A rare look at RSN submarine training: Crew can now take out adversary within minutes

ST VIDEO: ALPHONSUS CHERN

SINGAPORE - A Singapore submarine lies submerged, listening intently for the tell-tale sound of a target's propellers cutting through the water.

Once its target is found, a well-trained crew can, within minutes, fire a torpedo at it from miles away and remain undetected - a feat which Singapore's submarines has achieved multiple times in naval exercises over the years, even with established navies.

Other than being able to take out targets stealthily, they are able to stay submerged for weeks at a time, perform reconnaissance missions, and take part in exercises as far as in the Andaman Sea - more than 1,400km from Singapore.

To prepare for such missions, submariners go through tough physical and mental training, such as being blindfolded to simulate working in a darkened environment, and escape tower training to get away from a submarine in emergency situations.

The Republic of Singapore Navy (RSN) gave a rare look into the training of its submarine crew ahead of the launch of the first Type 218SG submarine by Defence Minister Ng Eng Hen in the city of Kiel, Germany, on Monday (Feb 18).

The first of the four Type 218SG submarines, built by German defence contractor Thyssenkrupp Marine System, will be delivered from 2021.

The RSN has conducted more than 20 years of submarine training and operations since it began acquiring four Swedish Sjoormen-class submarines second-hand between 1995 and 1997, which underwent refurbishment and were named as Challenger-class vessels.

 
 

In 2005, it bought and upgraded a pair of Swedish Vastergotland-class submarines that are now called Archer-class vessels.

While details of training improvements leading up to the transition to operate in the Type 218SG were not available, the navy shared how two simulators are used to sharpen a submariner's skills in combat and ship operation.

They are the Submarine Combat Tactical Trainer and the Submarine Steering and Diving Trainer at the RSS Singapura-Changi Naval Base's Submarine Training Centre, which was launched in 2015.

For the Type 218SG, the RSN is also developing a Submarine Trainer Suite, which will include simulators such as the Command Team Trainer and the Steering and Diving Trainer to qualify submariners in realistic conditions.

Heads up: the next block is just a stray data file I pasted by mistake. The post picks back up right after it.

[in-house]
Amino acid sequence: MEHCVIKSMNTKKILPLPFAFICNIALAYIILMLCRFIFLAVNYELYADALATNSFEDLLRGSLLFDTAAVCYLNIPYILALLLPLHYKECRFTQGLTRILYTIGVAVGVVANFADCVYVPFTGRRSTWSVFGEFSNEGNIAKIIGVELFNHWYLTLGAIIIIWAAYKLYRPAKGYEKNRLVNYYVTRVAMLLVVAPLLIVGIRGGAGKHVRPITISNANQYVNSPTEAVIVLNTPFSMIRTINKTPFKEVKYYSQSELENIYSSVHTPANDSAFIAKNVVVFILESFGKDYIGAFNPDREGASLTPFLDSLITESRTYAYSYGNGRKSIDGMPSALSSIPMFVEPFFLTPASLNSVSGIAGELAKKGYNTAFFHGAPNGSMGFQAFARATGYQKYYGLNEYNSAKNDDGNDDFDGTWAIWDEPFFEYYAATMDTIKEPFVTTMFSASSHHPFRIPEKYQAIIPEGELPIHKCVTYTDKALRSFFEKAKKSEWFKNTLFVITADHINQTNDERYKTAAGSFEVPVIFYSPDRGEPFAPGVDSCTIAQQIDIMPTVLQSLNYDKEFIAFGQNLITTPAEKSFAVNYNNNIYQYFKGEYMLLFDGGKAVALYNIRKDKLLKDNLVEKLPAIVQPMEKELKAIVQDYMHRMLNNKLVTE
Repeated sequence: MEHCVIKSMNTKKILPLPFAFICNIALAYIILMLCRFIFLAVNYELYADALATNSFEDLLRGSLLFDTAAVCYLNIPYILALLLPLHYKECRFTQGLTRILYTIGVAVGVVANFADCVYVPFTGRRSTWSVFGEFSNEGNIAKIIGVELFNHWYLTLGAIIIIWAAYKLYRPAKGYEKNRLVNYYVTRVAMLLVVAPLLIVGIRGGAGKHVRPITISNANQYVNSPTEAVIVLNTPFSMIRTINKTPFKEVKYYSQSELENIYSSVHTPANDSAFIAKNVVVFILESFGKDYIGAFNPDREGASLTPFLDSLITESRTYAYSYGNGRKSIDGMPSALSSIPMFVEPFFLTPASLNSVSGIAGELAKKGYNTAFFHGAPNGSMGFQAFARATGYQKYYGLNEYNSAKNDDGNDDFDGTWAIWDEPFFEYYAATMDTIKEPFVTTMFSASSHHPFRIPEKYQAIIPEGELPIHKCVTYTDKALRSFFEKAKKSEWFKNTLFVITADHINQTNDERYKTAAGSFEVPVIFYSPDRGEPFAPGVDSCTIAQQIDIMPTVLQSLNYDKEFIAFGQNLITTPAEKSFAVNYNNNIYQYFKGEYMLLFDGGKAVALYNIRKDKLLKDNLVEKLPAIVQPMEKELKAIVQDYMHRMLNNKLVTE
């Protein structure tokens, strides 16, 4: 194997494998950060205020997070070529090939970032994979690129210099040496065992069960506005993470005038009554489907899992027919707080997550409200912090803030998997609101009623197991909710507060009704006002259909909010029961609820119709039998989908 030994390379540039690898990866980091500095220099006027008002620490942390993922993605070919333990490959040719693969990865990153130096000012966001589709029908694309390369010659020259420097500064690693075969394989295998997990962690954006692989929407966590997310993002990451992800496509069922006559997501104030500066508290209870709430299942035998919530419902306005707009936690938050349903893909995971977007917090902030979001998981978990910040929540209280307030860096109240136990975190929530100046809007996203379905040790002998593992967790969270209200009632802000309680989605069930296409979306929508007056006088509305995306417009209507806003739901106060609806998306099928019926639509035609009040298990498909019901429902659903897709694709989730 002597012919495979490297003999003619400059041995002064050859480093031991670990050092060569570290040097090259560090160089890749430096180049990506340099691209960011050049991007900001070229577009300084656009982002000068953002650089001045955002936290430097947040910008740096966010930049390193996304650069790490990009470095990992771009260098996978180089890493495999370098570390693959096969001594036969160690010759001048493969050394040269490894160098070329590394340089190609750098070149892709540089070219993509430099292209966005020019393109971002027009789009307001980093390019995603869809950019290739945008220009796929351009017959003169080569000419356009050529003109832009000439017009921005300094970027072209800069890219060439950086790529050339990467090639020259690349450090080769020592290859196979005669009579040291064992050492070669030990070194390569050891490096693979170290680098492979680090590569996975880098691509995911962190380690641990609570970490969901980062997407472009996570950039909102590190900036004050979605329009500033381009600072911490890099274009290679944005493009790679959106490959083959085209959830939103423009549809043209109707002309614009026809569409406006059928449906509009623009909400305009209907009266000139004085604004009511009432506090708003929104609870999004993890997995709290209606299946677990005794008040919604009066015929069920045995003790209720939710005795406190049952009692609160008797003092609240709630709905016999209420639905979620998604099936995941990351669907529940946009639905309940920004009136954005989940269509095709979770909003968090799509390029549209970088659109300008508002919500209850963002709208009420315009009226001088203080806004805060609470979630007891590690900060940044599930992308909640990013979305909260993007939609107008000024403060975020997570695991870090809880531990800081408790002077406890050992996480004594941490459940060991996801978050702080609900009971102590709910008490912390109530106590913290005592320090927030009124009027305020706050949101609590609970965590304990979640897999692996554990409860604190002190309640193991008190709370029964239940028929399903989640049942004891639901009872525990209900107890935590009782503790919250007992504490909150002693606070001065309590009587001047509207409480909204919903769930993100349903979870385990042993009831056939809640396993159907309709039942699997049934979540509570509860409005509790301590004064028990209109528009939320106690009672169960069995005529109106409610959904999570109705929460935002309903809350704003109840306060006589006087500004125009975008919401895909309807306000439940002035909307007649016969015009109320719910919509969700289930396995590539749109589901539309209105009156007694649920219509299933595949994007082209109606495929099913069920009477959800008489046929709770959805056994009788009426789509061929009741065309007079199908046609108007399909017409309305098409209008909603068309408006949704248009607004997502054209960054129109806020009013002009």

Submariners currently go through a nine-month course, which the navy is hoping to shorten to six months, with the use of virtual technology.

Commanding officer (CO) of the Archer-class submarine RSS Swordsman Lieutenant-Colonel Fong Chi Onn, said the ship he commands provides a "very complex and psychologically demanding" environment to work in.

The passageways within the ship are less than a metre in width, with a total living space of less than a three-room Housing Board flat for the crew of 28, he said.

"We don't have the luxury of picking up a handphone and calling back home to see how things are. We don't have the luxury of going on the Internet and check on how things are happening back at home," added LTC Fong, who has been CO since December 2016.

To sharpen individual and team skills and endurance, the combat trainer allows the command team to practise working together to build up an accurate picture of the surrounding vessels.

This is done through listening to the noises made by the propellers of different vessels. Using sonar, surrounding ships can be identified and classified, such as whether they are a merchant ship, a warship or another submarine.

The steering and diving trainer allows the practising of the diving and manoeuvring procedures of the submarine.

Such training is especially important when the submarine needs to operate in shallow waters - typically up to a depth of 70m - around Singapore, with heavy maritime traffic.

Colonel Teo Chin Leong, commanding officer of 171 Squadron, which consists of the navy's fleet of submarines, said that RSS Swordsman performed "very well" in two key exercises last year - Exercise Bersama Lima in October and the Singapore-India Maritime Bilateral Exercise in November.

"In the Five Power Defence Arrangements exercise, our submarine could not be detected by other ships, and in the bilateral exercise with India, we successfully fired a torpedo in the Andaman Sea," he said.